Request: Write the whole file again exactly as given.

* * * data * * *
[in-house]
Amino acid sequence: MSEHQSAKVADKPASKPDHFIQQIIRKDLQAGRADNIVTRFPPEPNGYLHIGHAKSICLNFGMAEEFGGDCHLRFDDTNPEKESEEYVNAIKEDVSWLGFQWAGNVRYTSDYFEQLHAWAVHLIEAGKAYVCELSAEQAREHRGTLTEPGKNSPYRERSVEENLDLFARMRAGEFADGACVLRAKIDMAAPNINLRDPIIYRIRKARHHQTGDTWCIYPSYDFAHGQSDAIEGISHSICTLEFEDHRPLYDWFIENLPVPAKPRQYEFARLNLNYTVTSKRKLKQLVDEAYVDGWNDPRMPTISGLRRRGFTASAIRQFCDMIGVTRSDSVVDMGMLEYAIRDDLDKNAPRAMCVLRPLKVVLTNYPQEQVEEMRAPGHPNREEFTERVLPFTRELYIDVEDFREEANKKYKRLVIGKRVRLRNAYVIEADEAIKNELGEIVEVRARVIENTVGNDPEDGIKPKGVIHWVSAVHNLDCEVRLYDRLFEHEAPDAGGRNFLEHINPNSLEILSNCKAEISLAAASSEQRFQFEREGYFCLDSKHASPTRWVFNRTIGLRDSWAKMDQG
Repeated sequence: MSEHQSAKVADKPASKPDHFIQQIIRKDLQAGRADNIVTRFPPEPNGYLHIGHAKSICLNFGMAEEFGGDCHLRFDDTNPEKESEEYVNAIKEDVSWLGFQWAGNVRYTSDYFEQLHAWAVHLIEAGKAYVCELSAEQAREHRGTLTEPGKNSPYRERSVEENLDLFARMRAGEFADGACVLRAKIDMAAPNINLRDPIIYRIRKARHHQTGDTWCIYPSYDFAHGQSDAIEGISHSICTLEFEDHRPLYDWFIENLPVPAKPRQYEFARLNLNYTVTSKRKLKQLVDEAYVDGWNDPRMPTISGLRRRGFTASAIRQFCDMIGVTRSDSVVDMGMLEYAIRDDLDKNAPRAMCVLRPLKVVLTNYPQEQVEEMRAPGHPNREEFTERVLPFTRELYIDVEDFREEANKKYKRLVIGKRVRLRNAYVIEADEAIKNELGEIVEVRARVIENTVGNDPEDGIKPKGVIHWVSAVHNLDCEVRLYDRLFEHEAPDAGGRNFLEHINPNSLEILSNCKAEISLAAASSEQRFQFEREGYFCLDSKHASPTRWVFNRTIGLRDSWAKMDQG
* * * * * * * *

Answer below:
[in-house]
Amino acid sequence: MSEHQSAKVADKPASKPDHFIQQIIRKDLQAGRADNIVTRFPPEPNGYLHIGHAKSICLNFGMAEEFGGDCHLRFDDTNPEKESEEYVNAIKEDVSWLGFQWAGNVRYTSDYFEQLHAWAVHLIEAGKAYVCELSAEQAREHRGTLTEPGKNSPYRERSVEENLDLFARMRAGEFADGACVLRAKIDMAAPNINLRDPIIYRIRKARHHQTGDTWCIYPSYDFAHGQSDAIEGISHSICTLEFEDHRPLYDWFIENLPVPAKPRQYEFARLNLNYTVTSKRKLKQLVDEAYVDGWNDPRMPTISGLRRRGFTASAIRQFCDMIGVTRSDSVVDMGMLEYAIRDDLDKNAPRAMCVLRPLKVVLTNYPQEQVEEMRAPGHPNREEFTERVLPFTRELYIDVEDFREEANKKYKRLVIGKRVRLRNAYVIEADEAIKNELGEIVEVRARVIENTVGNDPEDGIKPKGVIHWVSAVHNLDCEVRLYDRLFEHEAPDAGGRNFLEHINPNSLEILSNCKAEISLAAASSEQRFQFEREGYFCLDSKHASPTRWVFNRTIGLRDSWAKMDQG
Repeated sequence: MSEHQSAKVADKPASKPDHFIQQIIRKDLQAGRADNIVTRFPPEPNGYLHIGHAKSICLNFGMAEEFGGDCHLRFDDTNPEKESEEYVNAIKEDVSWLGFQWAGNVRYTSDYFEQLHAWAVHLIEAGKAYVCELSAEQAREHRGTLTEPGKNSPYRERSVEENLDLFARMRAGEFADGACVLRAKIDMAAPNINLRDPIIYRIRKARHHQTGDTWCIYPSYDFAHGQSDAIEGISHSICTLEFEDHRPLYDWFIENLPVPAKPRQYEFARLNLNYTVTSKRKLKQLVDEAYVDGWNDPRMPTISGLRRRGFTASAIRQFCDMIGVTRSDSVVDMGMLEYAIRDDLDKNAPRAMCVLRPLKVVLTNYPQEQVEEMRAPGHPNREEFTERVLPFTRELYIDVEDFREEANKKYKRLVIGKRVRLRNAYVIEADEAIKNELGEIVEVRARVIENTVGNDPEDGIKPKGVIHWVSAVHNLDCEVRLYDRLFEHEAPDAGGRNFLEHINPNSLEILSNCKAEISLAAASSEQRFQFEREGYFCLDSKHASPTRWVFNRTIGLRDSWAKMDQG